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Seahawks-Bears preview: 5 Qs and 5 As with Windy City Gridiron

NFL: Chicago Bears at Green Bay Packers Jeff Hanisch-USA TODAY Sports

The Seattle Seahawks take on the Chicago Bears on Monday, a team that Pete Carroll has had quite a bit of success against since joining this franchise. The Seahawks beat the Bears 23-20 in 2010, Carroll’s third win with the team, and it wasn’t really that close until a Devin Hester punt return touchdown in the final minutes. Chicago then took the divisional round playoff game against the Hawks that year. Then Seattle won 38-14 in 2011. Then there was the pivotal 23-17 win in OT in 2012 that sort of turned around the Seahawks franchise. Then a 26-0 beating in 2015.

But this Bears team is nothing like that Bears team.

The quarterback in 2015 was Jimmy Clausen, and while Mitchell Trubisky has some growing to do, he’s already matched Clausen in career touchdowns (7). That team had Eddie Royal, Josh Bellamy, and Marquess Wilson at receiver. This team has Allen Robinson, Anthony Miller, Taylor Gabriel, and Kevin White. They’ve also got Trey Burton, Jordan Howard, and Tarik Cohen as weapons.

New head coach Matt Nagy should be able to use these numbers to solve the equation of his offense eventually, but it’s on defense where Chicago could really put pressure on Russell Wilson and make it a long Monday night.

Khalil Mack. Leonard Floyd, Roquan Smith. Akiem Hicks. Eddie Goldman.

The Bears lost their Week 1 primetime game after blowing a 20-0 lead in Green Bay against the Packers, but they did manage to jump out to a 20-0 lead. Even against DeShone Kizer, that’s impressive given the location of the game and the team that Chicago has been in recent years. Nagy has them on the right track, I think, but will the Seahawks manage to beat them before they really find their stride?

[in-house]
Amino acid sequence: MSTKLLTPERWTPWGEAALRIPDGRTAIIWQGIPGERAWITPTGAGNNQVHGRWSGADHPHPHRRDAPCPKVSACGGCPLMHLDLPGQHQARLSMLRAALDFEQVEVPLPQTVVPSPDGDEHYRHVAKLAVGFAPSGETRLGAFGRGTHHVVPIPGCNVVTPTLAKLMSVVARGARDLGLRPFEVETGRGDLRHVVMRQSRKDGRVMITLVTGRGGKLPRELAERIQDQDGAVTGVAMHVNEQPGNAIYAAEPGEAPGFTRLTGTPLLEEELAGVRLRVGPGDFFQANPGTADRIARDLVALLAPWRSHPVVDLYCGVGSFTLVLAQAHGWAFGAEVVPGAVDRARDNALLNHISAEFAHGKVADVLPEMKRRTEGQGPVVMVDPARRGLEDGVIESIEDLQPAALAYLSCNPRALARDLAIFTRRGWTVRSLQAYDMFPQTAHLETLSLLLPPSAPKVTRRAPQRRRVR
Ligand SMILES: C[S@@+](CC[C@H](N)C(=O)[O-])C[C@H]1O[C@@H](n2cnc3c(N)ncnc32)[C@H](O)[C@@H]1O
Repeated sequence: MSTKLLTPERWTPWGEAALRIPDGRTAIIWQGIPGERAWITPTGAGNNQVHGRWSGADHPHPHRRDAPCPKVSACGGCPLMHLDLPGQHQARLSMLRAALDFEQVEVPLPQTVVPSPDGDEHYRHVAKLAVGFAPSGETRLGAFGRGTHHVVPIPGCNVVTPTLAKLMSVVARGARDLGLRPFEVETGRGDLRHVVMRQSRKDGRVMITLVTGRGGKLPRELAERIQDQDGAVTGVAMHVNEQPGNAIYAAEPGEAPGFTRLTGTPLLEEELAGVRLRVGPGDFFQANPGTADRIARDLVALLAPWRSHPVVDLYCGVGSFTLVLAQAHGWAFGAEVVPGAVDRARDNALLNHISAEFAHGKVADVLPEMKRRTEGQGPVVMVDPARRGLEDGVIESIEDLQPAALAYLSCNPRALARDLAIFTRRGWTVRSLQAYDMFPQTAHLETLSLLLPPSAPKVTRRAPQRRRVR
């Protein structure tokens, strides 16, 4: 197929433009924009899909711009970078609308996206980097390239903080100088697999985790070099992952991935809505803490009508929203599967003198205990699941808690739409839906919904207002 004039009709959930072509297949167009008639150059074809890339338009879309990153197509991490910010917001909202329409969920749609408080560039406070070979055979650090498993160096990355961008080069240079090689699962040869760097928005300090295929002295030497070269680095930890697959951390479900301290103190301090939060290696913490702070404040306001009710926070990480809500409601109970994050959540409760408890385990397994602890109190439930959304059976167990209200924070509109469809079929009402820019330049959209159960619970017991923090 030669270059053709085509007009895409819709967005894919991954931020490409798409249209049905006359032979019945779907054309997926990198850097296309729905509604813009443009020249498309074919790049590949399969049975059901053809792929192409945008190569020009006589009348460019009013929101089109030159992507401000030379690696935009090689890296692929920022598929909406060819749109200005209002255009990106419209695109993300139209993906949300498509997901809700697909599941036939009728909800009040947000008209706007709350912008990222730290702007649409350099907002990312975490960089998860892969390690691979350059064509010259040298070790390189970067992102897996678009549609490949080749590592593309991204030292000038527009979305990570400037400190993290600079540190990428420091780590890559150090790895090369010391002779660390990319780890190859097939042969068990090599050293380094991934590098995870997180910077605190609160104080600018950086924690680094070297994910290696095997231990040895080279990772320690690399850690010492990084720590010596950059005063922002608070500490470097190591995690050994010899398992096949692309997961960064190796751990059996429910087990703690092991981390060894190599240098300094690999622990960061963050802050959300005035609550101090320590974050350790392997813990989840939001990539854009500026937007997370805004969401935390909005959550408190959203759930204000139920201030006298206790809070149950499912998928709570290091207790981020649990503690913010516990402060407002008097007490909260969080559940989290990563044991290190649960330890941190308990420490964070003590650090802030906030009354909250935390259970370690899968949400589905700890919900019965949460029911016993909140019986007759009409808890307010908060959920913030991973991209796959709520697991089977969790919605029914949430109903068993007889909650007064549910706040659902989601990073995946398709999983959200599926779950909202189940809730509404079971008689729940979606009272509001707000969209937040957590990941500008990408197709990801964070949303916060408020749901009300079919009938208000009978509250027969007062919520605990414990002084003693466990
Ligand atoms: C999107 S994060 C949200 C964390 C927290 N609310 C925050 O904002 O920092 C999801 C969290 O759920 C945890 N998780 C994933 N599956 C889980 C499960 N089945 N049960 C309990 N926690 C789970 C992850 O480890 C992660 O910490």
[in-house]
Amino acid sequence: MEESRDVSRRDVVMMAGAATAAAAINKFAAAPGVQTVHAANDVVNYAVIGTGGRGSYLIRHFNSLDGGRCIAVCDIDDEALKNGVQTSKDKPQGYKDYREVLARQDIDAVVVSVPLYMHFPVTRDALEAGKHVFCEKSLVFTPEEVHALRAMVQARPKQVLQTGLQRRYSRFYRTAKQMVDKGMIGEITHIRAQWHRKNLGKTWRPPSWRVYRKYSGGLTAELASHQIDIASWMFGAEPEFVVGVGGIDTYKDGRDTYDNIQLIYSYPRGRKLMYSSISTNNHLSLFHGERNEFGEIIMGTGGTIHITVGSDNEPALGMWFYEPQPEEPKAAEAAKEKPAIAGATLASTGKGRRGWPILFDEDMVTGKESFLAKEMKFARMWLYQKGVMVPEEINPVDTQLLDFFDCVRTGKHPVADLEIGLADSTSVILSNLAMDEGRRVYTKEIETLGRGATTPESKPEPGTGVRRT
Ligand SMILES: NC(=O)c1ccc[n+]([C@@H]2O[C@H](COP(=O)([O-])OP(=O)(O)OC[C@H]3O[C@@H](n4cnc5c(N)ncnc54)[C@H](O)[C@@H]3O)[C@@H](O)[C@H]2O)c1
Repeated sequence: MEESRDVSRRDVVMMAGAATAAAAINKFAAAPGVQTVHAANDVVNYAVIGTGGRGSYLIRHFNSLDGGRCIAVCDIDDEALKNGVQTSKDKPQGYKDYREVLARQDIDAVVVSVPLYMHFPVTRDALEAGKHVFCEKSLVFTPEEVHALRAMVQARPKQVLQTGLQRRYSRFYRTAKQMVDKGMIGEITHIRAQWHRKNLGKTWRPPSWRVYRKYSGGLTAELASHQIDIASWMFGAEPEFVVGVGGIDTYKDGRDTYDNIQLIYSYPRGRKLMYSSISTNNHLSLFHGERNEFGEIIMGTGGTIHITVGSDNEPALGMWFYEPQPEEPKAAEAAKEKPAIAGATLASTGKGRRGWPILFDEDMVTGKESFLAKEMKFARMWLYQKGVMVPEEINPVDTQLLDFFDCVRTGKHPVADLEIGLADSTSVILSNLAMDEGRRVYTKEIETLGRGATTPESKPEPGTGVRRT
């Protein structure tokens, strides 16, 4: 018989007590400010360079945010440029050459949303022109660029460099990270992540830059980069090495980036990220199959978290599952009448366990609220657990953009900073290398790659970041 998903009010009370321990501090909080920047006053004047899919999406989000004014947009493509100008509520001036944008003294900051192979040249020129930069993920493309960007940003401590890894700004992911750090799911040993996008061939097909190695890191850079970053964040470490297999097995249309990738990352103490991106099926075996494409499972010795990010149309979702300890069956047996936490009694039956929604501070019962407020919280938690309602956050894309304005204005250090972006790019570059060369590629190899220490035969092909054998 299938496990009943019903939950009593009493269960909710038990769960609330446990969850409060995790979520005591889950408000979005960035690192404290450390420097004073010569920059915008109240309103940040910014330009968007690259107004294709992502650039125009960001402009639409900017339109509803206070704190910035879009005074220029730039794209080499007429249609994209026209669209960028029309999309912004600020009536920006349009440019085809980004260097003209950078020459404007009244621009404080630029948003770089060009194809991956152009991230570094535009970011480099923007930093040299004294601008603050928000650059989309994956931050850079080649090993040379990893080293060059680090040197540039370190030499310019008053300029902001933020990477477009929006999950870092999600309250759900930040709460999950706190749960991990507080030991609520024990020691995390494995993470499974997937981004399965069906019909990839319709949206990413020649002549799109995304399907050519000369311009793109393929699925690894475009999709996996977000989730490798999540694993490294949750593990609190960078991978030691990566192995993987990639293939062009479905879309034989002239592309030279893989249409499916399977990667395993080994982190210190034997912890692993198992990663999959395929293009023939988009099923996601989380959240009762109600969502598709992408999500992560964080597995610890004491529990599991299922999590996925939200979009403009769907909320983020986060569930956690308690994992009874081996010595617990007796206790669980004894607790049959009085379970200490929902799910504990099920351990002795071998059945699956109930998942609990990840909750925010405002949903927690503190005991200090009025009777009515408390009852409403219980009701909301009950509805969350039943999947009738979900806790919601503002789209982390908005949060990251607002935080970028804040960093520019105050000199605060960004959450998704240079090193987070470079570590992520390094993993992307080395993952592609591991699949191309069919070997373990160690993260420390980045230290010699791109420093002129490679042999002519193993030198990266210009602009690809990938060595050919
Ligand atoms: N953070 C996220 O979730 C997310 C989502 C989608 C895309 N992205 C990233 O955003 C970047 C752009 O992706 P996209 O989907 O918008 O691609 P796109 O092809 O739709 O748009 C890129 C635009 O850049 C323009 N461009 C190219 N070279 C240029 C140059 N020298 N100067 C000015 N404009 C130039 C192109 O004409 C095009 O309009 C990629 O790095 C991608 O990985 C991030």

To find out more about this Bears team, I exchanged five Qs with Windy City Gridiron’s Jeff Berckes, and in turn he send me five As.

Q: Outside of Aaron Rodgers just being Aaron Rodgers, what went wrong for the Bears in the second half? I didn’t see the whole second half, did Khalil Mack get completely shutdown after that phenomenal start?

A: The pass rush got tired, the Packers made all the plays they needed to, Kyle Fuller dropped a gimme interception, the Bears played tight with some highly questionable play calling, and Aaron Rodgers is a fire-breathing dragon who needs only one leg. I’m answering these questions less than 12 hours after the disaster, so things are a bit raw, but my hope is that this is a learning experience for Nagy and a young Bears team. First, you can’t take your foot off the gas against a team like the Packers or, more accurately, a team with a QB like Rodgers. That’s going to be the same thing for Russell Wilson, who I’d put in Rodgers’ zip code if not his neighborhood. Second is that sometimes you have to realize who your opponent is given the game context and late in the game the Bears were playing the clock. Up 3 with under 3 minutes to go with a 3rd and 1 - you need to play for that yard. Instead, the Bears took a shot, stopped the clock, and kicked the field goal to go up 6, leaving way too much time for Rodgers to work his magic. The next time they’re in that situation, I’d hope they’d turn and give the ball to Jordan Howard and win up front. And if that didn’t work, go for it on 4th down and get that yard to close out the game on your terms. If you can’t get 1 yard in two plays, you don’t deserve to win anyway.